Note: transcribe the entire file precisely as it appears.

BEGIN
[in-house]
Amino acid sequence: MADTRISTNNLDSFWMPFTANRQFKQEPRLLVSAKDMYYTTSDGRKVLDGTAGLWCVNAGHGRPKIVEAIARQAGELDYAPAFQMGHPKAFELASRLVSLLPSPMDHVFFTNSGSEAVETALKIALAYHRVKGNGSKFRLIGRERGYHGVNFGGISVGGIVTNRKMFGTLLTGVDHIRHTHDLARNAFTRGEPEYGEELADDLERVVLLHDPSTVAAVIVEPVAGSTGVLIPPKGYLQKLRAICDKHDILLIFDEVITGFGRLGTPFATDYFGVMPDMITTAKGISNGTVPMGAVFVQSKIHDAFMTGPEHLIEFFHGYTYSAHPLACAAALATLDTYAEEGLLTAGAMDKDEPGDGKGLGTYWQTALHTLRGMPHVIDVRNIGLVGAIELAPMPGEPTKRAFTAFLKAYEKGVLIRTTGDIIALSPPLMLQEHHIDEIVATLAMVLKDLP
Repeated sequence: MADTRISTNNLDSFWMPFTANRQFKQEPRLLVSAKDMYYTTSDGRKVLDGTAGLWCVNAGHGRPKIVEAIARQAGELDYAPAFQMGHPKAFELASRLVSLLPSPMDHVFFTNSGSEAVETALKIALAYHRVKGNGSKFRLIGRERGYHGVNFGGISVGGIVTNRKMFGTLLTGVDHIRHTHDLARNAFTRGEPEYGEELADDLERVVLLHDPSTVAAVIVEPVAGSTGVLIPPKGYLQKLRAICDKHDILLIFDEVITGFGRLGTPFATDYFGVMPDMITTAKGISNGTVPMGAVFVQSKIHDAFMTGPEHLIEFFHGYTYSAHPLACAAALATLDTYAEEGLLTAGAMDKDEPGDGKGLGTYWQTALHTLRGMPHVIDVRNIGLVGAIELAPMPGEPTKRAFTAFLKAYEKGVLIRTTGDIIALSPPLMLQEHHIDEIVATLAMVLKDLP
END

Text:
[in-house]
Amino acid sequence: MADTRISTNNLDSFWMPFTANRQFKQEPRLLVSAKDMYYTTSDGRKVLDGTAGLWCVNAGHGRPKIVEAIARQAGELDYAPAFQMGHPKAFELASRLVSLLPSPMDHVFFTNSGSEAVETALKIALAYHRVKGNGSKFRLIGRERGYHGVNFGGISVGGIVTNRKMFGTLLTGVDHIRHTHDLARNAFTRGEPEYGEELADDLERVVLLHDPSTVAAVIVEPVAGSTGVLIPPKGYLQKLRAICDKHDILLIFDEVITGFGRLGTPFATDYFGVMPDMITTAKGISNGTVPMGAVFVQSKIHDAFMTGPEHLIEFFHGYTYSAHPLACAAALATLDTYAEEGLLTAGAMDKDEPGDGKGLGTYWQTALHTLRGMPHVIDVRNIGLVGAIELAPMPGEPTKRAFTAFLKAYEKGVLIRTTGDIIALSPPLMLQEHHIDEIVATLAMVLKDLP
Repeated sequence: MADTRISTNNLDSFWMPFTANRQFKQEPRLLVSAKDMYYTTSDGRKVLDGTAGLWCVNAGHGRPKIVEAIARQAGELDYAPAFQMGHPKAFELASRLVSLLPSPMDHVFFTNSGSEAVETALKIALAYHRVKGNGSKFRLIGRERGYHGVNFGGISVGGIVTNRKMFGTLLTGVDHIRHTHDLARNAFTRGEPEYGEELADDLERVVLLHDPSTVAAVIVEPVAGSTGVLIPPKGYLQKLRAICDKHDILLIFDEVITGFGRLGTPFATDYFGVMPDMITTAKGISNGTVPMGAVFVQSKIHDAFMTGPEHLIEFFHGYTYSAHPLACAAALATLDTYAEEGLLTAGAMDKDEPGDGKGLGTYWQTALHTLRGMPHVIDVRNIGLVGAIELAPMPGEPTKRAFTAFLKAYEKGVLIRTTGDIIALSPPLMLQEHHIDEIVATLAMVLKDLP